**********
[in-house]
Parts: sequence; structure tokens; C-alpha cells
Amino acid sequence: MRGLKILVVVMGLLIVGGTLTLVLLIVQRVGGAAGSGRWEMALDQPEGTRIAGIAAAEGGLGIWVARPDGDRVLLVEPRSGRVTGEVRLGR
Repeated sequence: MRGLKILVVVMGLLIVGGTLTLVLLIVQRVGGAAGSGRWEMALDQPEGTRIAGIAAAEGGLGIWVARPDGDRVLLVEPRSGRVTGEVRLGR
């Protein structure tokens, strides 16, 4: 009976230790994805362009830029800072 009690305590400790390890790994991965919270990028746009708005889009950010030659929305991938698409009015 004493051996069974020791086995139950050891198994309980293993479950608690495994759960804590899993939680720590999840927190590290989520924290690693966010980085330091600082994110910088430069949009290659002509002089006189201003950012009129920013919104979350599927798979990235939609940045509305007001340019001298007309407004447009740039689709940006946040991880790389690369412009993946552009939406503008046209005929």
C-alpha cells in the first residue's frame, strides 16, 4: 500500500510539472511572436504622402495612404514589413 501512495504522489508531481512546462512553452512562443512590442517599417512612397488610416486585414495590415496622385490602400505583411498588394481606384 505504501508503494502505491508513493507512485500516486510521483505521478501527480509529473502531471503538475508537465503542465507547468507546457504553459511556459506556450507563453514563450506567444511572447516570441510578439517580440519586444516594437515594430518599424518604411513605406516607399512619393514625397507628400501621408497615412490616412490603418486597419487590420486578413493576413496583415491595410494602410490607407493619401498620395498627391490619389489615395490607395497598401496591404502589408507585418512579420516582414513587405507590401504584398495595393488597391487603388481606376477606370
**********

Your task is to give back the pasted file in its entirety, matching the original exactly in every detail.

[in-house]
Parts: sequence; structure tokens; C-alpha cells
Amino acid sequence: MRGLKILVVVMGLLIVGGTLTLVLLIVQRVGGAAGSGRWEMALDQPEGTRIAGIAAAEGGLGIWVARPDGDRVLLVEPRSGRVTGEVRLGR
Repeated sequence: MRGLKILVVVMGLLIVGGTLTLVLLIVQRVGGAAGSGRWEMALDQPEGTRIAGIAAAEGGLGIWVARPDGDRVLLVEPRSGRVTGEVRLGR
């Protein structure tokens, strides 16, 4: 009976230790994805362009830029800072 009690305590400790390890790994991965919270990028746009708005889009950010030659929305991938698409009015 004493051996069974020791086995139950050891198994309980293993479950608690495994759960804590899993939680720590999840927190590290989520924290690693966010980085330091600082994110910088430069949009290659002509002089006189201003950012009129920013919104979350599927798979990235939609940045509305007001340019001298007309407004447009740039689709940006946040991880790389690369412009993946552009939406503008046209005929």
C-alpha cells in the first residue's frame, strides 16, 4: 500500500510539472511572436504622402495612404514589413 501512495504522489508531481512546462512553452512562443512590442517599417512612397488610416486585414495590415496622385490602400505583411498588394481606384 505504501508503494502505491508513493507512485500516486510521483505521478501527480509529473502531471503538475508537465503542465507547468507546457504553459511556459506556450507563453514563450506567444511572447516570441510578439517580440519586444516594437515594430518599424518604411513605406516607399512619393514625397507628400501621408497615412490616412490603418486597419487590420486578413493576413496583415491595410494602410490607407493619401498620395498627391490619389489615395490607395497598401496591404502589408507585418512579420516582414513587405507590401504584398495595393488597391487603388481606376477606370